The prejudice was compounded by the question concerning insurance and the size of the verdict being repeated during the trial. In plaintiff's closing argument, counsel had this to say:
"We know that protection has to ensue immediately just as insurance companies know that. Do they delay in sending out their adjusters to contact the people involved in the case? Don't they get there to get the evidence as quickly as they can? Why do you think that I asked Mr. Brown when I brought him into this case, that problem of that I asked him `how soon he had reported to his insurance company'?" (By Mr. O'Neill R985)
The court permitted counsel for the plaintiff, in his summation, to comment that the defendant was speeding, based on an estimate of speed that had been stricken during the trial. "It requires no citation of authority to support the proposition that a party who did not observe a moving vehicle for a sufficient period of time to form an opinion of its speed ought not to be permitted to testify as to its speed." ( Guzman v. Bloom, 413 Pa. 576, 580, 198 A.2d 499, 502).
The court also committed error when the police officer volunteered that the defendant had been drinking without any evidence of his unfitness to drive. The Supreme Court of Pennsylvania has been adamant that the mere fact that one may have been drinking intoxicating liquor is unfairly prejudicial unless it reasonably establishes a degree of intoxication which proves unfitness to drive. Such testimony must be taken out of the presence of the jury. "The trial court wisely heard the testimony relative to Crise's alleged intoxication out of the jury's hearing. In circumstances where the jury could not reasonably reach a finding of intoxication, it is highly prejudicial to permit it to hear evidence bearing on the subject. In Wentworth v. Dolinger, 399 Pa. 356, 160 A.2d 562 (1960), we quoted, with approval, the following language of Fisher v. Dye, 386 Pa. 141, 125 A.2d 472 (1957) . . . While proof of intoxication is relevant where reckless or careless driving of an automobile is the matter at issue, the mere fact of drinking intoxicating liquor is not admissible, being fairly prejudicial, unless it reasonably establishes a degree of intoxication which proves unfitness to drive." ( Vignoli v. Standard Motor Freight, Inc., 418 Pa. 214, 218, 210 A.2d 271, 273 (1965)).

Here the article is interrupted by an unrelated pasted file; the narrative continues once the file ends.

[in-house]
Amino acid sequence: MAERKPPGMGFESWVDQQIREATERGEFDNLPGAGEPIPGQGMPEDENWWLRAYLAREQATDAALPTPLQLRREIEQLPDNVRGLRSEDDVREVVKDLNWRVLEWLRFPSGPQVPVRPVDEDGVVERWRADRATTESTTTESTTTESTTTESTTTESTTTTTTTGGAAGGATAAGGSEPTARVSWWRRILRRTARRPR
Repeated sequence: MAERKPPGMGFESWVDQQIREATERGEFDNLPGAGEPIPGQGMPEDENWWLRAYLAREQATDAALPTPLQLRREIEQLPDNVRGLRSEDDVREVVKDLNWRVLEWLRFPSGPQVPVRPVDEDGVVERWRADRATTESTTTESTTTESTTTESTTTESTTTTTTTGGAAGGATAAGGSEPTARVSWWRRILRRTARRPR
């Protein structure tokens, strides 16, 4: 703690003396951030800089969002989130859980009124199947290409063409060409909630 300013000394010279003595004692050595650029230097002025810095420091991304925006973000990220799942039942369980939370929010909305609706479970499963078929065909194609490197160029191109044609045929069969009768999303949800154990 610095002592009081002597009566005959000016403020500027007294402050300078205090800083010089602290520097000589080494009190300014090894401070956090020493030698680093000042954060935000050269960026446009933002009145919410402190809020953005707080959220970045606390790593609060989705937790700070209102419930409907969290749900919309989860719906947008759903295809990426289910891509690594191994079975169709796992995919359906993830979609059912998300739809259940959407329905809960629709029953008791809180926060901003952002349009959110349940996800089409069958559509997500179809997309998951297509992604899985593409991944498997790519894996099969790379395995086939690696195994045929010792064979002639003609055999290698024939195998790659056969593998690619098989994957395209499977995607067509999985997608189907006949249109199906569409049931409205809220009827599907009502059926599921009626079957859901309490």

"In terms of the possible prejudice, there is no functional difference between evidence that a litigant was drinking and evidence that he was in a bar. Both pieces of evidence give rise to the insidious inference that the individual involved was intoxicated or under the influence of alcohol, which inference, without some proof of intoxication, has no role to play in any case."
The Supreme Court held also in Dolinger v. Wentworth, supra, that no instructions can cure the damage done by such prejudicial testimony.
The trial was further complicated by the court's erroneous statement of the law that a bicycle is not subject to the Vehicle Code requirement to stop at a stop sign. He did finally correct it and charged the jury as to the proper law. (Vehicle Code § 102).
Once the judge had corrected in his mind that he had made an erroneous statement of the law to the jury, he had an affirmative duty to correct the error with equal force immediately. The court refused to take that action and it was only corrected to the jury with instructions given 8 days later.
The combination of such emotional subjects being presented to the jury as insurance money, amount of verdict, drinking, erroneous statement of the vehicular law, and permitting argument to the jury on matters stricken from the record make the grant of a new trial mandatory.
The judgment is reversed and a new trial granted.
HOFFMAN and CERCONE, JJ., concur in the result.